popped out and it attacked in a very quick defensive maneuver.
am quite positive I have not seen this guy before. I would have
liked to collect it, but my hour+ deco in ripping current was hard
enough as it was. I would have had to somehow kill that crab in
order to bring it up safely. He was very defensive!.
is a link to my video, alas with only visible light
good at 130 ft.
KING KONG CRAB
Daldorfia rathbunae (De Man, 1902)
I photographed this crab at Makua,
Oahu, in about 30 ft. In the original ed. of Hawaii's Sea Creatures
I showed a similar but smaller crab which I erroneously called the
Horrid Elbow Crab with the scientific name Daldorfia horrida,
but it has turned out to be the recently-named Daldorfia dimorpha
(Tan & Ng, 2007). In the revised edition I kept the photo but
called it "Holcom's Elbow Crab" (Daldorfia sp.)
after diver Ron Holcom, who collected the animal and showed it to
me. However, Tinker's 1965 book "Pacific Crustacea..."
lists Daldorfia horrida as occurring in Hawaii and mentions
that it grows to a width of 4 in. I suspect the crab above is the
same species that Tinker shows in his book. He calls it the "Horrid
Parthenopid Crab" and writes:
most parthenopid crabs, the surface of this species is rough. It
is covered with rough elevations and depressions and with smaller
tubercles and pits. The chelipeds (claws) are usually unequal in
size, and the walking legs bear spines which grow in such a way
that they form a perforated margin along the upper edge of the leg.
The carapace is somewhat five-sided and is four inches in width.
crab is an Indo-Pacific species... (and) is reported to live on
bottoms of mud or broken shells from shallow water to depths in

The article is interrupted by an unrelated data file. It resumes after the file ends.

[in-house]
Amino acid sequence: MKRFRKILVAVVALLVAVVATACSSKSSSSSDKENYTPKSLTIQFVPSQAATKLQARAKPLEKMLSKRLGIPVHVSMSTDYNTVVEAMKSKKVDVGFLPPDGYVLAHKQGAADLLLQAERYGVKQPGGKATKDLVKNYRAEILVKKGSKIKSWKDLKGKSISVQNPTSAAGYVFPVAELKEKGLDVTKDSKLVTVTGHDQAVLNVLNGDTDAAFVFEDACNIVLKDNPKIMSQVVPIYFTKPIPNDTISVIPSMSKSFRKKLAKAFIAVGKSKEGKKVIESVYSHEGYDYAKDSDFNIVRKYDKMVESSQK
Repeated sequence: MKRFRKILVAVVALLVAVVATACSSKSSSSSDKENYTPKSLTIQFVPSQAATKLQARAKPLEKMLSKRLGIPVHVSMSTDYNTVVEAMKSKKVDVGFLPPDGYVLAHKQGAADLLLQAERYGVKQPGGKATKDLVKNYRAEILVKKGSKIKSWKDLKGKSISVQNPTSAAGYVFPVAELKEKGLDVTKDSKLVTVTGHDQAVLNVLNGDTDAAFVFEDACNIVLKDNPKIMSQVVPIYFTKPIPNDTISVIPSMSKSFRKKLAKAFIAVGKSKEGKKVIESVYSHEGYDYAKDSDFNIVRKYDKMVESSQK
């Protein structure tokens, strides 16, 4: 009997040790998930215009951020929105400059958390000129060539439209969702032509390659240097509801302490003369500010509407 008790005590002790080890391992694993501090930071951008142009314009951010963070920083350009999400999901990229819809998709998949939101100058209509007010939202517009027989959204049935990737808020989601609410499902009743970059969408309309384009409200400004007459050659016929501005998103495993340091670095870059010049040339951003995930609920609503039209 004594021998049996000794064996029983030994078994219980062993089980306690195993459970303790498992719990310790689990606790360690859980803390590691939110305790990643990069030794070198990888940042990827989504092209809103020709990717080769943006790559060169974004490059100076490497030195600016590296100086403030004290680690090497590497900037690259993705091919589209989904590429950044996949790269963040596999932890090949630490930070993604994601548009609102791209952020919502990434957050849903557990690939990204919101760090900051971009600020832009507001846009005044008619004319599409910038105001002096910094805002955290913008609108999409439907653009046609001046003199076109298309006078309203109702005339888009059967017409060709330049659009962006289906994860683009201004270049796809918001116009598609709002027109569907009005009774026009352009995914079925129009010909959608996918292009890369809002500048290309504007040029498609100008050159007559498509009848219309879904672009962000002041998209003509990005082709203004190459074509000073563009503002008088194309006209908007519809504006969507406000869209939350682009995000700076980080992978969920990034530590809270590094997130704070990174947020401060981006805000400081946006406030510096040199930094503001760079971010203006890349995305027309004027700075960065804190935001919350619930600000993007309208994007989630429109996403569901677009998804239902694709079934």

excess of three hundred feet.
Swee Hee Tan of the National University of Singapore says that as
far as he knows the true D. horrida does not occur in Hawai`i
and the crab which Tinker illustrates and describes is actually
Below is another
photo, taken by John Earle at Makua, Oahu at a depth of 40 ft.
Ghost Crab juvenile
Farm took this wonderful picture of a small crab on a beach near
Honokohau Harbor, on the Kona Coast of the Big Island; Dr. Peter
Ng of the National University of Singapore identified it as a small
ghost crab. Two species of ghost crabs are known in Hawai`i but
it's not clear which one this represents. Ray writes: "It is
a very small crab (less than 1 inch across including the legs) with
some of the most amazing camouflage that I have ever seen. I'm not
sure whether it truly matches the mixture of white, black, and beige
sand particles or if it is somewhat transparent and you actually
see the sand particles through the body and legs. Whatever the case,
nature certainly is protecting the little guy from predators. We
could see him when he moved, but he disappeared when he stopped.
I just took a picture of the area where I thought he had stopped
and found him in the picture."
top photo: J.Hoover Wai`anae, O`ahu. 100 ft.
bottom photo: Tina Owens, Kona, Hawai`i.
O`ahu. collected by Darrell Takaoka
About 9-10 years ago Tina Owens sent me these crab photos which
she took in Kona, Hawai`i. Tina called it the "Crusader Crab"
because of the red cross on its back. I sent the photos to Dr. Peter
Ng in Singapore who replied. "Your crusader crab is interesting!!!
It may well be a rather rare animal called Parapilumnus."
Peter has a long memory. In Dec. 2013 he wrote: "Finishing
up loose ends all over
. Had this old picture sent by you.
It was an unidentified crab which I said may be Parapilumnus
was from a lady called "Tina" I know what it is now
A new genus allied to Parapilumnus which I calling Crinitocinus
. Species is Crinitocinus alcocki (Borradaile, 1900)."